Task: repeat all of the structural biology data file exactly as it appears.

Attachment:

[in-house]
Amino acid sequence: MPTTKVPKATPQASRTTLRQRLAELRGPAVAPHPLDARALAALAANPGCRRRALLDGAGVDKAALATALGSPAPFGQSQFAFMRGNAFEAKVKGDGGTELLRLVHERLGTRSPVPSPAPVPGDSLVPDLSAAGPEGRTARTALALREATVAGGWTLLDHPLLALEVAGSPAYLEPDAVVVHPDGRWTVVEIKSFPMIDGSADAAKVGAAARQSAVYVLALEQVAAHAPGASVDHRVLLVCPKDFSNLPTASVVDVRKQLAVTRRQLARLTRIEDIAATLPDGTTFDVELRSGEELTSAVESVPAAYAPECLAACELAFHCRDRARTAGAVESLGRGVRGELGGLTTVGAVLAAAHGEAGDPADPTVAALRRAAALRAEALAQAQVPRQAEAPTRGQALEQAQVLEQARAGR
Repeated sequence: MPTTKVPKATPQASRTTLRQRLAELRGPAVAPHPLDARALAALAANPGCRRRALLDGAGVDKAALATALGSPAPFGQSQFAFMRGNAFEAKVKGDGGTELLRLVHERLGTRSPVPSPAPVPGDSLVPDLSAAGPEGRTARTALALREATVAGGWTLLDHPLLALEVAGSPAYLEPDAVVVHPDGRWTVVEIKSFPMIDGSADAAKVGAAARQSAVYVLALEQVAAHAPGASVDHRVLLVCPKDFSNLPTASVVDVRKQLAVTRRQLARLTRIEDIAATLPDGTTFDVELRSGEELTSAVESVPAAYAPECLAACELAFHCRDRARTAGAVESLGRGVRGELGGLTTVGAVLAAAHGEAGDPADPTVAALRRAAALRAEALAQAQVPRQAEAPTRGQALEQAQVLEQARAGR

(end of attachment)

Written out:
[in-house]
Amino acid sequence: MPTTKVPKATPQASRTTLRQRLAELRGPAVAPHPLDARALAALAANPGCRRRALLDGAGVDKAALATALGSPAPFGQSQFAFMRGNAFEAKVKGDGGTELLRLVHERLGTRSPVPSPAPVPGDSLVPDLSAAGPEGRTARTALALREATVAGGWTLLDHPLLALEVAGSPAYLEPDAVVVHPDGRWTVVEIKSFPMIDGSADAAKVGAAARQSAVYVLALEQVAAHAPGASVDHRVLLVCPKDFSNLPTASVVDVRKQLAVTRRQLARLTRIEDIAATLPDGTTFDVELRSGEELTSAVESVPAAYAPECLAACELAFHCRDRARTAGAVESLGRGVRGELGGLTTVGAVLAAAHGEAGDPADPTVAALRRAAALRAEALAQAQVPRQAEAPTRGQALEQAQVLEQARAGR
Repeated sequence: MPTTKVPKATPQASRTTLRQRLAELRGPAVAPHPLDARALAALAANPGCRRRALLDGAGVDKAALATALGSPAPFGQSQFAFMRGNAFEAKVKGDGGTELLRLVHERLGTRSPVPSPAPVPGDSLVPDLSAAGPEGRTARTALALREATVAGGWTLLDHPLLALEVAGSPAYLEPDAVVVHPDGRWTVVEIKSFPMIDGSADAAKVGAAARQSAVYVLALEQVAAHAPGASVDHRVLLVCPKDFSNLPTASVVDVRKQLAVTRRQLARLTRIEDIAATLPDGTTFDVELRSGEELTSAVESVPAAYAPECLAACELAFHCRDRARTAGAVESLGRGVRGELGGLTTVGAVLAAAHGEAGDPADPTVAALRRAAALRAEALAQAQVPRQAEAPTRGQALEQAQVLEQARAGR